IMG_1739 Gnålodden bird cliffs

IMG_1874 glaucous gull vs. barnacle goose

We saw lots of lichens, plants and beautiful flowers (which prompted me to track down a copy of Svalbard: A Guide to Plants in the High Arctic when I returned to the ship).  The greens, purples, oranges and reds were a stunning contrast to the blue, white and gray landscape.  There are over 160 species of plants on Svalbard, the tallest of which measures a whopping six inches.  Despite the very harsh Arctic climate, these plants have found ways to thrive by huddling together and staying low to the ground for warmth.  Check out the mounds of purple sagifraxe below – we saw this plant everywhere.

IMG_1845 purple sagifraxe

At the end of our hike, we had the opportunity to visit an old whaler’s grave and a trapper’s hut that was last used in 1971.  It was fascinating to learn about the intrepid folks who used to live in this remote location.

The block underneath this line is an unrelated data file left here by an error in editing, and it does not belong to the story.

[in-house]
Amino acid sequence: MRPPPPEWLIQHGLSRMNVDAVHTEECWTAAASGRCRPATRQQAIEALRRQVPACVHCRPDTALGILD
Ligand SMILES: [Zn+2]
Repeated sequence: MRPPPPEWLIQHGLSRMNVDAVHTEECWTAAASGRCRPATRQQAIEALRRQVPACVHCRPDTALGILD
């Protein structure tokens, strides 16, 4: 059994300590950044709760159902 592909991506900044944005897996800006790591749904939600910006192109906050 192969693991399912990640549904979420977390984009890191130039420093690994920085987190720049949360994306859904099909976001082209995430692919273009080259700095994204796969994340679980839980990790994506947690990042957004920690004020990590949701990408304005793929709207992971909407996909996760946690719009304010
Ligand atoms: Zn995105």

IMG_1929 mountains of hornsund

Monday brainstorming:

  • Can we simulate a glacier in the classroom?
  • Life as a trapper/hunter in the Arctic
  • Arctic Food Web

Ice Bears Trip: Day 2

Sunday 6/22

Today has been the most crazy-amazing day.  We had a wonderful breakfast at the Bristol Thon Hotel – smoked salmon, Norwegian mini omelets, fruit/veggie power juice shots, and strong coffee.  Apparently the sun did set in Oslo last night, but I slept restlessly and awoke several times to always find a little light peeking through the cracks in the curtains – a sign of how far north we were during the summer solstice.  But Oslo’s latitude of 59° N had nothing on where I was headed: Longyearbyen, 78° N and the land of the 4-month long midnight sun.

On the flight up to Svalbard, I met Judy – a former home economics teacher and bird enthusiast who has made travel a priority in her life.  She told me about her trips to China, India, Canada, and Norway (on a Hurtigruten).  Judy also had wise travel advice about food to bring on planes (hardboiled eggs and fruit) and what to watch out for in China (pretty much everything).

Speaking of airplane food, I must take a moment to give a shout-out to Scandanavian Airlines for their amazing lunch.  Smoked salmon, super creamy potato salad, brie and roquefort cheeses, fresh fruit, a warm bread roll, and a yummy strawberry yogurt parfait.  Airlines in America should take a hint…

what airplane food should be